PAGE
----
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Indian Catholic women seek justice for Manipur victims 

Women in Manipur have been at the receiving end of 'structural violence' since May 3
Christian women activists take part in a candlelight vigil in protest over sexual violence against women in India's north-eastern state of Manipur, during a demonstration in Amritsar on July 27

Christian women activists take part in a candlelight vigil in protest over sexual violence against women in India's north-eastern state of Manipur, during a demonstration in Amritsar on July 27. (Photo: Narinder Nanu / AFP)

Published: July 31, 2023 12:32 PM GMT
Updated: August 01, 2023 03:38 AM GMT

Catholic women from a southern Indian diocese have demanded justice for two indigenous Christian women who were stripped naked and paraded by a mob of hundreds of men before allegedly gang-raping the younger woman, in strife-torn Manipur state.

“No matter our differences, rights, and dignity of women should be upheld,” said Priya Francis, secretary of the Women's Commission of Bangalore archdiocese in southern Karnataka state.

More than 1,000 women from different walks of life attended a protest meeting in front of St. Francis Xavier Cathedral Church in the state capital Bengaluru (formerly Bangalore) on July 30 against the ongoing riots in India’s northern state since May 3. 

The sectarian riots between indigenous Kuki Christians and the predominantly Hindu Meitei community have claimed more than 150 lives and displaced over 50,000 people. 

On July 19, a horrific video of the two Christian women being paraded naked with a huge mob of men inappropriately touching them surfaced on social media.

The mob was seen forcing them toward a field where the younger woman was reportedly raped repeatedly.

The video caused outrage across the country and forced Prime Minister Narendra Modi to break his silence for the first time on large-scale violence in Manipur. 

It is alleged that police were present when the incident took place but action was taken only after the video surfaced. Seven people have been arrested as of July 24.

The participants at the protest in Bengaluru carried banners with slogans such as “Protect the dignity and lives of women in Manipur.”

They wanted the federal government led by the pro-Hindu Bharatiya Janata Party to come to the rescue of struggling women in the troubled northeastern state.

“Women’s issues should be society’s highest priority,” said Priya Francis, secretary of the Women's Commission Archdiocese of Bangalore.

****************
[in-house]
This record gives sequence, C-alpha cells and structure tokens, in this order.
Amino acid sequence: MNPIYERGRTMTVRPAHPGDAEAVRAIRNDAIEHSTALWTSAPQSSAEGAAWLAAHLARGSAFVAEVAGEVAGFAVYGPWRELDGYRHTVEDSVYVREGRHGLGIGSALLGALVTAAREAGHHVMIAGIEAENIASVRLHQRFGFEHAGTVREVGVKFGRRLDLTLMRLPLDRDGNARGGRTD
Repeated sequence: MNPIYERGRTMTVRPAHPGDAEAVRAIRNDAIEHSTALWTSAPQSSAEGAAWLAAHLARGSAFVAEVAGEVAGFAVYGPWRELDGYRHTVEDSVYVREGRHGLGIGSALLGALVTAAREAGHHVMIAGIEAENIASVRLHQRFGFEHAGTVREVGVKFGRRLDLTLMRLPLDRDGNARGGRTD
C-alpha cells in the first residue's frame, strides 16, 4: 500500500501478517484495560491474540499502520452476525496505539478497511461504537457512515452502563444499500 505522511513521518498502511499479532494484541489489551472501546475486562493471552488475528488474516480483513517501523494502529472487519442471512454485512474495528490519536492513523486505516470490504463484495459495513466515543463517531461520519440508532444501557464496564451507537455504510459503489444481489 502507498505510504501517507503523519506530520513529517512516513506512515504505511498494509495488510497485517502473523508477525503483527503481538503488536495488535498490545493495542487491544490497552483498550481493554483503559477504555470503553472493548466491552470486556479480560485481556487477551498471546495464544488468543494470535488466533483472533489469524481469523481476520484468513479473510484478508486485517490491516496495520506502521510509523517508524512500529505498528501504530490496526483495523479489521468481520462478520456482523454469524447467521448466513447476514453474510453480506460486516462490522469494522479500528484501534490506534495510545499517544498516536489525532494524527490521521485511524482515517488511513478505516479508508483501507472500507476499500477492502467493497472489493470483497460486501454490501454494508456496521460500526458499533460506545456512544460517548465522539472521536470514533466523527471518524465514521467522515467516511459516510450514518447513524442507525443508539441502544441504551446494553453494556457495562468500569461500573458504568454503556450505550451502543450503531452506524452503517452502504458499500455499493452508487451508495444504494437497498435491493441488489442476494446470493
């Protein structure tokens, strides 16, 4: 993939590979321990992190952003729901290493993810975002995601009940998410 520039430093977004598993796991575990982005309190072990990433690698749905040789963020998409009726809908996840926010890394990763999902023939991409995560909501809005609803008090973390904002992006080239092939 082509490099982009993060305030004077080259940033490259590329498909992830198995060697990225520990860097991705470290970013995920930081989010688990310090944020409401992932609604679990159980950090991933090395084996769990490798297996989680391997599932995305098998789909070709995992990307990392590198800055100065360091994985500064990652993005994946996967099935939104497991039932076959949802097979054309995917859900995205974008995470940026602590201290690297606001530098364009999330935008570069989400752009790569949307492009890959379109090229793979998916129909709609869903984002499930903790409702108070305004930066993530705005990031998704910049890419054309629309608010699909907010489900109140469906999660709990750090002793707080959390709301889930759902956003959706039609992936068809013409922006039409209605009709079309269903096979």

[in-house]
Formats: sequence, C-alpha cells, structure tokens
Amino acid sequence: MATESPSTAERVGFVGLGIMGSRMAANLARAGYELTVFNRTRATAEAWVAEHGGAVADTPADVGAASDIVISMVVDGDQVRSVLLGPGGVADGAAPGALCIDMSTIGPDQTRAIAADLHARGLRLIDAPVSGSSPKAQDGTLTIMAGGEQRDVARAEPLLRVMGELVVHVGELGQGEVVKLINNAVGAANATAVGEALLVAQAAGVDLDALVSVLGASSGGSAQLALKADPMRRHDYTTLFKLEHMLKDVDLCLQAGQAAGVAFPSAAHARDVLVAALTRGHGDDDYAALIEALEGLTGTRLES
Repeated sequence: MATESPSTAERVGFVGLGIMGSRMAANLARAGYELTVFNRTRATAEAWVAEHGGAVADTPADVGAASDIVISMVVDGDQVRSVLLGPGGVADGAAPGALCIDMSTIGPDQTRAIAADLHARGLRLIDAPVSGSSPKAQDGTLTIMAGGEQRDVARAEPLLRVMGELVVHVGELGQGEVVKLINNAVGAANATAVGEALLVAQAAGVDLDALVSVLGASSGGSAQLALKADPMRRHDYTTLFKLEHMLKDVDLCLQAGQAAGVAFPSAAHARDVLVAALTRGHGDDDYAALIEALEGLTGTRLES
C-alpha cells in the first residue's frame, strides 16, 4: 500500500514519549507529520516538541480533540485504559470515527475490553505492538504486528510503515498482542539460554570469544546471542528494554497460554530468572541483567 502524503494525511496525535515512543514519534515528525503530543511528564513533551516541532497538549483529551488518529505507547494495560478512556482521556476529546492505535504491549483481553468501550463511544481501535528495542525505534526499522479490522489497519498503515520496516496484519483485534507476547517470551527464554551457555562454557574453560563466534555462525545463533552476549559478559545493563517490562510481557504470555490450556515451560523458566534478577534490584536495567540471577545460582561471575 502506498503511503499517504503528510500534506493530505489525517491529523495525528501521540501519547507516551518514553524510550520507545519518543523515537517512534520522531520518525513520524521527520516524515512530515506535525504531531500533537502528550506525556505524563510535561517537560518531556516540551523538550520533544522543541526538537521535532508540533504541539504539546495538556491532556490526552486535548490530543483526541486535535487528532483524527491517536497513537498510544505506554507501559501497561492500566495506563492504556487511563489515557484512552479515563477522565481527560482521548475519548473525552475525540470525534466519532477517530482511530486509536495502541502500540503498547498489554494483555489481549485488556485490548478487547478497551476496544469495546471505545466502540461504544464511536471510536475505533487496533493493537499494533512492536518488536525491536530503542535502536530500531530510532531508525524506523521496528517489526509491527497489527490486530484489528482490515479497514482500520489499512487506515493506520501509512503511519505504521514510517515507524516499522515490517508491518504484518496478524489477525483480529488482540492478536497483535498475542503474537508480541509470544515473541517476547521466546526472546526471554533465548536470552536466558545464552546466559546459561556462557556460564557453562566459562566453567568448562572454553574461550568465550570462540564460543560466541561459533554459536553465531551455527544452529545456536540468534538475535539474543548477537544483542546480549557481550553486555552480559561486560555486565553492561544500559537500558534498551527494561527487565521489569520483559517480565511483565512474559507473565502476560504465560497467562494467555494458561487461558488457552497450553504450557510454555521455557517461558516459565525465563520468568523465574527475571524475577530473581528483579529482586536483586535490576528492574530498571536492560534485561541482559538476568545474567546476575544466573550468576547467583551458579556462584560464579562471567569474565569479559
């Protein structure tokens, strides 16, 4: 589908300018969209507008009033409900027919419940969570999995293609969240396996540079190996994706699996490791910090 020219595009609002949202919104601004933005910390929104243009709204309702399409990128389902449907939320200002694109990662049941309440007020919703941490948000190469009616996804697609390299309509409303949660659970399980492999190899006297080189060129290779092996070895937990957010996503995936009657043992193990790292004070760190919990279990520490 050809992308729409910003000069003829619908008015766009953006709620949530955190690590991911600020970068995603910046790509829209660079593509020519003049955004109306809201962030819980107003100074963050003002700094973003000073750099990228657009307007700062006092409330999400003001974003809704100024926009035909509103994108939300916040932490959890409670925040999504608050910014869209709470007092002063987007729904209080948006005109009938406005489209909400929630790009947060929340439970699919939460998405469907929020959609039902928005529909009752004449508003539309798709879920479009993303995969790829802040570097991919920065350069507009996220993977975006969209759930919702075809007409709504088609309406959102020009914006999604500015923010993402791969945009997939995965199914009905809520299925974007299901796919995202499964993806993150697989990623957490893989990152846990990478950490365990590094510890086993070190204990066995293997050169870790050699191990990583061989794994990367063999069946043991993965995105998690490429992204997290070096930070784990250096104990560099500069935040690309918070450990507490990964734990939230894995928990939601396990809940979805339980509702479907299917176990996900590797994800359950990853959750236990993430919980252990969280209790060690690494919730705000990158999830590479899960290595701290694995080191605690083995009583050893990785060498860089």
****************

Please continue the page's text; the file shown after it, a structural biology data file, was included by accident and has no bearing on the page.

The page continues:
“We come together as a powerful force to uphold women's rights and dignity, condemning inhuman acts and demanding justice for the women of Manipur and the women of our country,” she added.

Sheema Mohsin, an activist from the Women's Islamic Voice, who participated in the protest, accused India's ruling dispensation of “ulterior motives.”

“They are dividing people and using excuses to carry on committing atrocities,” she alleged. 

Ruth Manorama, a Bangalore-based women's activist, said: "This is a socio-religious attack on minorities. This is organized and structural planning against the minorities.”

She also questioned Prime Minister Narendra Modi for not visiting the strife-torn state, bordering the civil war-hit Myanmar.

Dr. Paul Newman, a well-known writer and principal of St. Joseph Evening College, called violence in Manipur "well-planned genocide and the highest level of crime."

The prime minister wants to stop the war in Ukraine but cannot stop the war in Manipur, he said.

India has seen protests in different parts of the country demanding the restoration of peace in the hilly northeastern state.

Women in Manipur have been at the receiving end of structural violence for nearly three months now.

Many reports have highlighted the violence against women and the pathetic condition they are reduced to living inside relief camps. 

Over 1,000 women staged a protest in Churachandpur town in Manipur on July 31, demanding action against the state's police for their failure to stop the violence.  

Thousands of Kuki women in Manipur's Tengnoupal district blocked roads on July 28 to stop the state forces from entering the border town of Moreh.

According to them, a large convoy of state police commandos is sent to Moreh town to support pro-Hindu radical groups.

The riots started over awarding reservation status to the majority and dominant community of Meiteis under India’s affirmative action.

The Church has one diocese in Manipur where nearly 41 percent of the state's population of 3.2 million people are Christians.

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